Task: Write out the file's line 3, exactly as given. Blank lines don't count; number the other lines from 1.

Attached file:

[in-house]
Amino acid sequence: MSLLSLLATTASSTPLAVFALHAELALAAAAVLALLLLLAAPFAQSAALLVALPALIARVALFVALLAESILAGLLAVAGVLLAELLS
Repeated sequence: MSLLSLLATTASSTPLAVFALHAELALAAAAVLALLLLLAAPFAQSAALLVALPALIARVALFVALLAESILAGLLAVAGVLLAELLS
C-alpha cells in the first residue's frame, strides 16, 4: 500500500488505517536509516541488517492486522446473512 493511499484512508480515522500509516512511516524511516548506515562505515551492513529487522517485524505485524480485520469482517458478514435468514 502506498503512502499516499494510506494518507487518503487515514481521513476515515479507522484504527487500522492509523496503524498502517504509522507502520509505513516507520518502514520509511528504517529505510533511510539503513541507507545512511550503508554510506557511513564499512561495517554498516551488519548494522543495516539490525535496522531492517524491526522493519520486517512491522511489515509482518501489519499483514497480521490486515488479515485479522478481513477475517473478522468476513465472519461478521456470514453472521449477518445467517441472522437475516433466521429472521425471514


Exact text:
Repeated sequence: MSLLSLLATTASSTPLAVFALHAELALAAAAVLALLLLLAAPFAQSAALLVALPALIARVALFVALLAESILAGLLAVAGVLLAELLS